The appeal of the show is utterly beyond my comprehension. Even Allie has no interest in it. Not Sean---he is mesmerized by each episode. Jeff and I believe that the sole purpose of the show is actually to entice parents into buying all 852 vehicles that apparently reside with Thomas in Tidmouth Sheds.

If I had to choose, I supposed I'd have to pick Bob the Builder over Thomas. Something about Bob's can-do attitude just appeals to me. After watching the show today, Sean asked me, "Mommy, after my nap today, can we go to Bob the Builder's house?" I said something like "Sure, we can pretend to visit him later today." Pity it would just be pretending---we could really use someone like Bob to fix up our house.

Thursday, February 17, 2005

Incoherent Thoughts on "Mommy Madness"

Since I am about as timely as a quarterly science journal and others have already spilled quite a bit of virtual ink over it, I feel a little sheepish writing about the Newsweek article "Mommy Madness" by Judith Warner. I decided, though, that I wouldn't read too many other blog entries about the article until I'd written my own.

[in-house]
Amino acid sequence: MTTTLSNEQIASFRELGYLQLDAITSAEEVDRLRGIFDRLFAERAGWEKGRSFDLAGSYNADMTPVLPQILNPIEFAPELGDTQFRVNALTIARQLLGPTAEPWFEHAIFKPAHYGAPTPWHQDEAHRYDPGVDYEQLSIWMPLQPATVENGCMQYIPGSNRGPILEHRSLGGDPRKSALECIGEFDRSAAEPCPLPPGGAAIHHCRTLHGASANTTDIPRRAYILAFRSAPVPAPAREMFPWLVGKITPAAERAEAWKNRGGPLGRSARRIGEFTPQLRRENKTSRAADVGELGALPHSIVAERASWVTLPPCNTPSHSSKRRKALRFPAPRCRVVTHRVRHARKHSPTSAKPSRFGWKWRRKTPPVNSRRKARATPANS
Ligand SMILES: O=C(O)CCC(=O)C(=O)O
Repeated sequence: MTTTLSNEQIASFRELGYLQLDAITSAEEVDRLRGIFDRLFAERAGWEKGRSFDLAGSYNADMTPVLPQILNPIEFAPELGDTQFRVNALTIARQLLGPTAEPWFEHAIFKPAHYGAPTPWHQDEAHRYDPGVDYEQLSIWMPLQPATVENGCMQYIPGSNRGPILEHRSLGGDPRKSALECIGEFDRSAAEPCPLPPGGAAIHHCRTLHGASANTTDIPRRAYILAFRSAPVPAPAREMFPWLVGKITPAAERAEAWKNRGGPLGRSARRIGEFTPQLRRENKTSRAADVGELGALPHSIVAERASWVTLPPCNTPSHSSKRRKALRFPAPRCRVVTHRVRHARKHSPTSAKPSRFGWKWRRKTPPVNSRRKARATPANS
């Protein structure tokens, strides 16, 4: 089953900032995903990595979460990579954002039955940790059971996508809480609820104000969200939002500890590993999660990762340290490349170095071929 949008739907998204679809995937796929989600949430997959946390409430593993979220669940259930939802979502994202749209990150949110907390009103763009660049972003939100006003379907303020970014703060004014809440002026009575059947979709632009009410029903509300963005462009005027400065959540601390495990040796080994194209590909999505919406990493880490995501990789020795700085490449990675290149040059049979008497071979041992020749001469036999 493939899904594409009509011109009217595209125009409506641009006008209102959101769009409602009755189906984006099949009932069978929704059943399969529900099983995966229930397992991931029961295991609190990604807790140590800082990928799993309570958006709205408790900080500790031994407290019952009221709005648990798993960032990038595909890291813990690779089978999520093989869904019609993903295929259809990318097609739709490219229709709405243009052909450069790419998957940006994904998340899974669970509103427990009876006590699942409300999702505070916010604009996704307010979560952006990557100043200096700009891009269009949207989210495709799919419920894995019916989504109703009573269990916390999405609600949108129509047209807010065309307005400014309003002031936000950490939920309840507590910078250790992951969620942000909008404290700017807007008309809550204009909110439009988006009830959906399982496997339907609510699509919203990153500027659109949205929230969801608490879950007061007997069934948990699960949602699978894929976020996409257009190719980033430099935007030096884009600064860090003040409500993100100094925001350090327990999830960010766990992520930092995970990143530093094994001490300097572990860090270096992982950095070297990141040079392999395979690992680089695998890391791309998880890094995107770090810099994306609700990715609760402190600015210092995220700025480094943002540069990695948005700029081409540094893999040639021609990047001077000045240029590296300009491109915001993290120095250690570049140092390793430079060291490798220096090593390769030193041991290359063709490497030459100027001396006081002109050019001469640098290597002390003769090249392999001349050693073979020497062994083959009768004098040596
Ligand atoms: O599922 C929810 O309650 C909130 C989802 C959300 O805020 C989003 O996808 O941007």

In case you haven't read the article (an excerpt from Warner's new book, Perfect Madness), Warner writes that modern mothers are overwhelmed, stressed out, frenetic, guilt-ridden, and isolated:

Instead of blaming society, moms today tend to blame themselves. They say they've chosen poorly. And so they take on the Herculean task of being absolutely everything to their children, simply because no one else is doing anything at all to help them. Because if they don't perform magical acts of perfect Mommy ministrations, their kids might fall through the cracks and end up as losers in our hard-driving winner-take-all society.

I had two reactions, one macro-size and, typically, one me-centric.

First, other than a token sentence, the article focuses on upper-middle-class mothers who are privileged enough to be in a position to choose between working and staying at home, to shuttle their children around to a million activities, to channel their ambition and drive into creating perfect children. I am part of this class, but my sympathy for this conundrum is thin. What about women whose socioeconomic status precludes this luxury of too many parenting choices? What about mothers who must work to pay for frivolities such as housing and food and can afford only tenuous, unreliable, or substandard daycare?